On Aug. 31, Virginia Gov. Ralph Northam issued posthumous pardons to a gang of Black males who were hanged in the 1949 rape of a white lady.
Frank Hairston Jr. (18), Booker T. Millner (19), Francis DeSales Grayson (37), Howard Lee Hairston (18), James Luther Hairston (20), Joe Henry Hampton (19), and John Claybon Taylor (21), all of Martinsville, were hanged in 1951 for raping Ruby Stroud Floyd, a 32-year-old white woman, in 1949. On Jan. 8, 1949, Stroud went to a predominantly Black neighborhood to receive cash for items she had sold.
The men, collectively known as the “Martinsville Seven,” were all tried by all-white juries and constitute the state’s biggest number of persons executed for a single-person offense.
“While these pardons do not absolve the seven of their culpability, they do serve as acknowledgment from the Commonwealth that these men were tried without appropriate due process and received a racially discriminatory death sentence not applied equally to white defendants,” Northam’s office said Tuesday.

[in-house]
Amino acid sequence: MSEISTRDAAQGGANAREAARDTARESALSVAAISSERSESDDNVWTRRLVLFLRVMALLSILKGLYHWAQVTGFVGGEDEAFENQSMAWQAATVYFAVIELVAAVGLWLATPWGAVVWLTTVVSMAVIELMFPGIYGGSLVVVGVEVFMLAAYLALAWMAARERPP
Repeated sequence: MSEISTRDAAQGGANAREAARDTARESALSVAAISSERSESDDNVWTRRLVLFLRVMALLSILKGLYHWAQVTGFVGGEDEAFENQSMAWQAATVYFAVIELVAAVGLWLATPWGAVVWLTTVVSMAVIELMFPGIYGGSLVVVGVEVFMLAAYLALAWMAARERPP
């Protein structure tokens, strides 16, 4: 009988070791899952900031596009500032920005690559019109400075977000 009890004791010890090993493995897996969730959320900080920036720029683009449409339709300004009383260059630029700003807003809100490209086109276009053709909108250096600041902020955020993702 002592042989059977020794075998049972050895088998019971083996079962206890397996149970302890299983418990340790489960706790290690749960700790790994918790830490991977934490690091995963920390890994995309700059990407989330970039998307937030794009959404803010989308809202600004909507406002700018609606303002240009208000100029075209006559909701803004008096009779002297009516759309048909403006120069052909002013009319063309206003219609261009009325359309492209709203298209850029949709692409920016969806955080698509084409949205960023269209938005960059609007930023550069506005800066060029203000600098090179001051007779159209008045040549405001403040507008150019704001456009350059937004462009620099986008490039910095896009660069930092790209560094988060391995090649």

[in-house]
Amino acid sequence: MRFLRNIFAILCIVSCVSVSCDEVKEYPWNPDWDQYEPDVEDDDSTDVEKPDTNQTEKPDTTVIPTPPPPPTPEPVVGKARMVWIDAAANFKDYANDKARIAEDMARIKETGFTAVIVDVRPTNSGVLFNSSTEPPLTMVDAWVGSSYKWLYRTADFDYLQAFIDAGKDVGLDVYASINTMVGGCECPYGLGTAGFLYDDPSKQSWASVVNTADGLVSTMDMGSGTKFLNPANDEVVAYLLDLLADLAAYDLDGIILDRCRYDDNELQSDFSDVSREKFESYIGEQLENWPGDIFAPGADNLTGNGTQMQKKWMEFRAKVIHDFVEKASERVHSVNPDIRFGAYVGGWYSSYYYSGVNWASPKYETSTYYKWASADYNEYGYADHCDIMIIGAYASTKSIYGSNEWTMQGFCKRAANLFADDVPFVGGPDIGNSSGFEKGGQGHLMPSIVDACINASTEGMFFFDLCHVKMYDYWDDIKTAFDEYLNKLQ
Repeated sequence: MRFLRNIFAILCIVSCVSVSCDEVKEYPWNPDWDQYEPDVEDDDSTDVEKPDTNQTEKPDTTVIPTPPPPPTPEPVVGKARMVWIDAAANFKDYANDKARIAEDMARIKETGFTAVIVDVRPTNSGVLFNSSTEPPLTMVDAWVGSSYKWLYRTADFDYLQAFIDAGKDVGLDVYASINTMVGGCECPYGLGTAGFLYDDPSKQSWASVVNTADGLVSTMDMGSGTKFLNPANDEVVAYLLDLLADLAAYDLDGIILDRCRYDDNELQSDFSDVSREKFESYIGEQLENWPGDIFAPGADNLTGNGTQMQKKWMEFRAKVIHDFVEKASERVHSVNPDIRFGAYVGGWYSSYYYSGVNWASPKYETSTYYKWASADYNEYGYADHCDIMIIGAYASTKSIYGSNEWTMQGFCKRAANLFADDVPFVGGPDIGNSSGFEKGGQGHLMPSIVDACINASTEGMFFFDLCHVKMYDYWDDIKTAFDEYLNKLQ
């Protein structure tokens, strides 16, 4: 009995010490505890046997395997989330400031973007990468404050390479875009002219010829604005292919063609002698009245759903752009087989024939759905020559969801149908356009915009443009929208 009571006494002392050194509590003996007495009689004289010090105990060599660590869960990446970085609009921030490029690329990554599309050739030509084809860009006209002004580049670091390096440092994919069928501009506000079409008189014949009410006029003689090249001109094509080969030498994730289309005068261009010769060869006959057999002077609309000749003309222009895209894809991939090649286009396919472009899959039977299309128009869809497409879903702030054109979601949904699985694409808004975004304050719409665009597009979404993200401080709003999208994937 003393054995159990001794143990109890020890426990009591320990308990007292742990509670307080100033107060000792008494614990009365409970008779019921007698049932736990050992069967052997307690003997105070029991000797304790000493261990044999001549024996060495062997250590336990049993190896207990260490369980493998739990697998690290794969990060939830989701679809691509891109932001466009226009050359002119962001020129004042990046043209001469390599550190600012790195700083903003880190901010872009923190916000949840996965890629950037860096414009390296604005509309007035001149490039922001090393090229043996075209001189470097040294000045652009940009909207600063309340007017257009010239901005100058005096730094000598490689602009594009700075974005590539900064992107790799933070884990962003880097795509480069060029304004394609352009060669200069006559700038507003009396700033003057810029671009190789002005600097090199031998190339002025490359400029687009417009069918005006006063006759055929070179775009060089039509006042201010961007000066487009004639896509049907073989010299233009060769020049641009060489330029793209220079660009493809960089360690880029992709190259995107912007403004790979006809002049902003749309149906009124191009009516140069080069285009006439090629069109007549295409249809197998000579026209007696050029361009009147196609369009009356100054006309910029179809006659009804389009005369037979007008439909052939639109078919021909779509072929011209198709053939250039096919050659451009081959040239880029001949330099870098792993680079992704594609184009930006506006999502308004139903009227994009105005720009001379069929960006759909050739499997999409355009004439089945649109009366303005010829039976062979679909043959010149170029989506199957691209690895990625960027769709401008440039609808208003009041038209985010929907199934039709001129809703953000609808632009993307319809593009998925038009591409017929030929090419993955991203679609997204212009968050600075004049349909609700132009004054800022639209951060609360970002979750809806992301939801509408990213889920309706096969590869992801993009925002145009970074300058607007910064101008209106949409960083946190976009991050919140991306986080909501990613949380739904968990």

Northam made the statement after meeting with descendants of the men and those who campaign for them. All of the persons executed for rape in Virginia through the electric chair between 1908 and 1951 were black. Four of the men were executed in the electric chair on Feb. 2, 1951, while the other three were electrocuted three days later. The death penalty for rape was declared harsh and unusual punishment by the Supreme Court in 1977.
Family members of the individuals who were executed claim that they were questioned without an attorney and that their admissions were forced under the threat of mob violence. Since last year, the Martinsville 7 Coalition has advocated for posthumous executions, citing the killings as an example of racial inequity in the use of the death penalty.
Virginia, which executed more people than any other state save Texas, repealed the death sentence earlier this year.
Northam stated, “These folks were executed because they were Black, and that is not right.” “Their punishment was inexcusably harsh. They shouldn’t have been put to death.”
Francis DeSales Grayson was executed while his son James Walter Grayson was four years old. “Thank you, Jesus,” he remarked on Tuesday. Lord, thank you… It means a great deal to me.”
Northam has issued 604 pardons since entering office, more than the previous nine governors combined. The Martinsville Seven’s posthumous pardons are the first in the state’s history.
“No matter who you are or how you appear, we all deserve a criminal justice system that is fair, egalitarian, and gets it right. For their devotion and perseverance, I am grateful to the Martinsville Seven’s advocates and families. While we can’t undo what happened in the past, I hope today’s action provides them some degree of peace,” Northam added.
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